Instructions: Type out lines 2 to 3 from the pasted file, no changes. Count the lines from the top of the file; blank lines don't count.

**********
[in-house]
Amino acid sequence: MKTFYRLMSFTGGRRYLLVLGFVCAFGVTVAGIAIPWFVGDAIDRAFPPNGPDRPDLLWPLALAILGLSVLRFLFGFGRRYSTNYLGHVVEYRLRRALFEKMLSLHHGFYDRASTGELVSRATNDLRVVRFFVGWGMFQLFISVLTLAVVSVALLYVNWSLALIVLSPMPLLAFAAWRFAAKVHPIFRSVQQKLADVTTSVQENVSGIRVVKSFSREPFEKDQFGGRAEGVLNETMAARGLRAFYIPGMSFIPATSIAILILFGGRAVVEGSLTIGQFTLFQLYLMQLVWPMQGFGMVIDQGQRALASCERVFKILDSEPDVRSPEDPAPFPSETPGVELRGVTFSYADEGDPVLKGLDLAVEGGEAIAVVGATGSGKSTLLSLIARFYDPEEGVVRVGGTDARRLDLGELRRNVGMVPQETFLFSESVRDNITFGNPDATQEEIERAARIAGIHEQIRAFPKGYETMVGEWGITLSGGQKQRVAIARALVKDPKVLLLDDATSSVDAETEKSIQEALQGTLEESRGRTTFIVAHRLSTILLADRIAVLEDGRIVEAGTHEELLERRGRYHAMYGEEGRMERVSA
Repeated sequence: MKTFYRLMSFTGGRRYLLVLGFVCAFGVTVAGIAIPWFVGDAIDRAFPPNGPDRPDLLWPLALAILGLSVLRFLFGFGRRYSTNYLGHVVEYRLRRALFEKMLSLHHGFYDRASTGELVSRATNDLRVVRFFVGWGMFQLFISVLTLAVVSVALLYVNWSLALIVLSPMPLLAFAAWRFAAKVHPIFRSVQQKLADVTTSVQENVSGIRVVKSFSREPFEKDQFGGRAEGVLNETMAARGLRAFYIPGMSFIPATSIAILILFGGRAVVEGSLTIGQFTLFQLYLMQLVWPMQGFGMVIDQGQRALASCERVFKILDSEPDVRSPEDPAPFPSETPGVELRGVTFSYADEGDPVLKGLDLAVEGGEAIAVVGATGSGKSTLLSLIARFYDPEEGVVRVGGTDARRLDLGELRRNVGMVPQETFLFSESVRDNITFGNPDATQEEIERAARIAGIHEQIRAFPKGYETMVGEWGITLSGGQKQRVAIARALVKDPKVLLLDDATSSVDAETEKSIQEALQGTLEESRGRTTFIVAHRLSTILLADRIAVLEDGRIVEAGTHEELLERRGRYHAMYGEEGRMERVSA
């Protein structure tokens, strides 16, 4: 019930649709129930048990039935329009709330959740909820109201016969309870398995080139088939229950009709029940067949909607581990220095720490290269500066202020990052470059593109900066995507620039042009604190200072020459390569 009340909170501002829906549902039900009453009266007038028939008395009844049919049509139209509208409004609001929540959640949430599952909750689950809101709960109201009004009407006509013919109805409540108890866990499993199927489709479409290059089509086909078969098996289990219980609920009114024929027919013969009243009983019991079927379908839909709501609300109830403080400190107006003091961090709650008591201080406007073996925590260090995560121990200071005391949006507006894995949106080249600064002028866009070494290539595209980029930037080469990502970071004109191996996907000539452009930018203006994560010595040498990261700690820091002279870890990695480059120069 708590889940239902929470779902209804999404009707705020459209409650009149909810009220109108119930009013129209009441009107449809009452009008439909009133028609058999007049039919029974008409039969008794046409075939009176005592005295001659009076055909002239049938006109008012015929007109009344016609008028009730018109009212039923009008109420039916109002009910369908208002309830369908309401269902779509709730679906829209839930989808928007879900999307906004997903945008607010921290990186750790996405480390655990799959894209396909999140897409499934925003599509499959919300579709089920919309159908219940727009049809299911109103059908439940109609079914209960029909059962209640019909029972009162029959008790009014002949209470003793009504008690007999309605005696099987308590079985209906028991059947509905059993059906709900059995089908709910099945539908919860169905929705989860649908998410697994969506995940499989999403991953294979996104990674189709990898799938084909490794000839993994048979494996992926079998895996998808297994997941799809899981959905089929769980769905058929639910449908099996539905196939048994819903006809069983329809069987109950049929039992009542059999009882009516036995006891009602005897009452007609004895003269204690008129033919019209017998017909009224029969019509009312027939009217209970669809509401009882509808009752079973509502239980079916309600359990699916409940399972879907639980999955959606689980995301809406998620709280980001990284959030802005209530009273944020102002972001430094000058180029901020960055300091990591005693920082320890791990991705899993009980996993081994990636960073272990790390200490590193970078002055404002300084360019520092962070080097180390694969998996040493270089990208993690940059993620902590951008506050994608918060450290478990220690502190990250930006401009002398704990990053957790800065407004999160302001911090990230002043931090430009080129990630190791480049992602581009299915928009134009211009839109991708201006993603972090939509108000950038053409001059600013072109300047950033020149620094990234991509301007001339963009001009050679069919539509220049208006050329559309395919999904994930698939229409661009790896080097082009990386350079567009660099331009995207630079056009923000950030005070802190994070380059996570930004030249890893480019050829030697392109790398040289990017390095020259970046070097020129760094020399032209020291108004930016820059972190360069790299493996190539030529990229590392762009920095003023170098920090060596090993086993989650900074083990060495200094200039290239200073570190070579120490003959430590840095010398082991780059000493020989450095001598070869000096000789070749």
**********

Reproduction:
Amino acid sequence: MKTFYRLMSFTGGRRYLLVLGFVCAFGVTVAGIAIPWFVGDAIDRAFPPNGPDRPDLLWPLALAILGLSVLRFLFGFGRRYSTNYLGHVVEYRLRRALFEKMLSLHHGFYDRASTGELVSRATNDLRVVRFFVGWGMFQLFISVLTLAVVSVALLYVNWSLALIVLSPMPLLAFAAWRFAAKVHPIFRSVQQKLADVTTSVQENVSGIRVVKSFSREPFEKDQFGGRAEGVLNETMAARGLRAFYIPGMSFIPATSIAILILFGGRAVVEGSLTIGQFTLFQLYLMQLVWPMQGFGMVIDQGQRALASCERVFKILDSEPDVRSPEDPAPFPSETPGVELRGVTFSYADEGDPVLKGLDLAVEGGEAIAVVGATGSGKSTLLSLIARFYDPEEGVVRVGGTDARRLDLGELRRNVGMVPQETFLFSESVRDNITFGNPDATQEEIERAARIAGIHEQIRAFPKGYETMVGEWGITLSGGQKQRVAIARALVKDPKVLLLDDATSSVDAETEKSIQEALQGTLEESRGRTTFIVAHRLSTILLADRIAVLEDGRIVEAGTHEELLERRGRYHAMYGEEGRMERVSA
Repeated sequence: MKTFYRLMSFTGGRRYLLVLGFVCAFGVTVAGIAIPWFVGDAIDRAFPPNGPDRPDLLWPLALAILGLSVLRFLFGFGRRYSTNYLGHVVEYRLRRALFEKMLSLHHGFYDRASTGELVSRATNDLRVVRFFVGWGMFQLFISVLTLAVVSVALLYVNWSLALIVLSPMPLLAFAAWRFAAKVHPIFRSVQQKLADVTTSVQENVSGIRVVKSFSREPFEKDQFGGRAEGVLNETMAARGLRAFYIPGMSFIPATSIAILILFGGRAVVEGSLTIGQFTLFQLYLMQLVWPMQGFGMVIDQGQRALASCERVFKILDSEPDVRSPEDPAPFPSETPGVELRGVTFSYADEGDPVLKGLDLAVEGGEAIAVVGATGSGKSTLLSLIARFYDPEEGVVRVGGTDARRLDLGELRRNVGMVPQETFLFSESVRDNITFGNPDATQEEIERAARIAGIHEQIRAFPKGYETMVGEWGITLSGGQKQRVAIARALVKDPKVLLLDDATSSVDAETEKSIQEALQGTLEESRGRTTFIVAHRLSTILLADRIAVLEDGRIVEAGTHEELLERRGRYHAMYGEEGRMERVSA